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Drying towels in the caravan?


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In the warm months and a full awning we dry our towels over the back of the chairs or on the rotary clothes line. However, in the colder months and only using the smaller awning we struggle to get the towels dry after showering. We have tried trapping the corners of them in the overhead lockers when we’re out for the day but they often end up on the floor.

 

Just wondering how others manage to dry them in case I’m missing something!

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Easy - we have an electric towel rail in the bathroom, rated at 60 watts it’s using less than half an amp. We keep it on all year round, even when the (Alda) heating is on. As we store at home it helps to keep the whole caravan dry and aired,, and warn socks and undies are a bonus !

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Use a flannel to dry most of the wetness from you and then just finish off with your towel.

That way the towel won’t be nearly so wet and dries much easier.

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 once you have showered you then wipe yourself down with a flannel before coming out of the shower into your toasty warm towel . The towel is hardly damp and that is easy to air out   and I see that Blackrat had beaten me to it :)

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I too have fitted a light-weight towel rail in the bathroom.   It's only about 55 watts and have it powered through a timer switch giving 45 minutes on and 90 minutes off throughout the 24 hours.

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Microfibre towels for showers dried on 60w electric towel rail. Also use these towels for drying the shower area after use. I always refer to our towels as “personal wash leathers”.

 

John.

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Thanks, a heated towel rail would be good but the bathroom layout is such that available wall space is minimal but I’ll have a measure and see.

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You could pop it IN the shower after you used it as you're only drying towels or find a space somewhere? Dangerous if you were to let shower drip on it tho.

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57 minutes ago, Jezzerb said:

You could pop it IN the shower after you used it as you're only drying towels or find a space somewhere? Dangerous if you were to let shower drip on it tho.


If I fitted one I would want it to be permanently mounted. I need to measure up the available wall space, I might be able to squeeze one in the side of the wardrobe 

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Get a couple of plastic hooks designed to hook over the top of a door leaving you a free hook. Put these over the handle of your skylights and hang the towels on them, then go out for the day. The towels will be dry when you get back.

 

A good place to start looking is Lakeland.

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27 minutes ago, Woodentop said:

Get a couple of plastic hooks designed to hook over the top of a door leaving you a free hook. Put these over the handle of your skylights and hang the towels on them, then go out for the day. The towels will be dry when you get back.

 

A good place to start looking is Lakeland.


Good idea!

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" . . . in the colder months . . . we struggle to get the towels dry after showering . . ."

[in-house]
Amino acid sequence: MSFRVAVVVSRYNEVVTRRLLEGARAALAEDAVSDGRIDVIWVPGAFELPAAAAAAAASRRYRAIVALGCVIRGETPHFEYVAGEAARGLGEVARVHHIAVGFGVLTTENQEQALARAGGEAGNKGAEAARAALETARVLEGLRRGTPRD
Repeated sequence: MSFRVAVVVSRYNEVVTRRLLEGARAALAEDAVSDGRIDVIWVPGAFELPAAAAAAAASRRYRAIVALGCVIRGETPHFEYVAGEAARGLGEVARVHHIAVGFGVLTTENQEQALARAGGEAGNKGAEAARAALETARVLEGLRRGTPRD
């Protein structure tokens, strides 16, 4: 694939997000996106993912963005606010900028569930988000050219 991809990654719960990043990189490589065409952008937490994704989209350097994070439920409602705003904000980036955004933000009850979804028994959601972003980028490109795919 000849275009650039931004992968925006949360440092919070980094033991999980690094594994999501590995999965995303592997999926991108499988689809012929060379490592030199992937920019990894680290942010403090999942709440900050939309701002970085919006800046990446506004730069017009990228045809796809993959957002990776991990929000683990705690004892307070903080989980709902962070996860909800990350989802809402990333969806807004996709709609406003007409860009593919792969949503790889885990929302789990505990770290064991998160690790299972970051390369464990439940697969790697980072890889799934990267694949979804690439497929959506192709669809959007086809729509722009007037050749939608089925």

I was puzzled by this as I don't recall ever being aware if towels not drying after use in the winter months, so before responding I raised your question with the fount of all knowledge - my wife. She replied by simply saying, "hang it up - walk away", and that summarised my thoughts too.

We did have an electric wall heater in the washroom of several caravans but with a centrally located washroom, our MHs have had no heating specifically for the shower area, so towels hung over the shower cubicle door, or an unheated towel rail, has been the norm for them to dry.

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Our daughter and I use a bathrobe plus bath towel, while Mr. D eschews such unmanly apparel and only uses a towel. Miss D's and my towel and robe never get particularly wet, as drying oneself is more evenly distributed iyswim. Whereas Mr. D's sole towel gets really damp.

 

Anyway, I have stuck three hooks to the washroom wall, to add to the two on the inside of the door. Two higher, one lower. On the lower one is a coat hanger  - the type with a horizontal bar - over which is hung the hand towel. On one of the higher hooks is another hanger of the same type, over which is hung Mr. D's bath towel.  On one of the hooks on the door is a hanger with my bathrobe on, next to it I hang my not soaking towel, just straight on the hook. 

 

In the twin bedroom, which our daughter uses, I put two hooks on the wall, one holds her bath towel, the other her robe on a hanger, like myself.

 

We find that they usually dry fairly well this way, no problem in summer when the air is warmer and drier. In autumn and winter the blown air heating is on which helps - one of the outlets allows for some of the  the warm air to be directed into the washroom. Also, I put an Aero 360 dehumidifier, which we had anyway, on the shelf below the washroom sink, which helps dry the towels in there. They're usually dry within 24 hours, ready for the next use. 

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1 hour ago, Gordon said:

" . . . in the colder months . . . we struggle to get the towels dry after showering . . ."

I was puzzled by this as I don't recall ever being aware if towels not drying after use in the winter months, so before responding I raised your question with the fount of all knowledge - my wife. She replied by simply saying, "hang it up - walk away", and that summarised my thoughts too.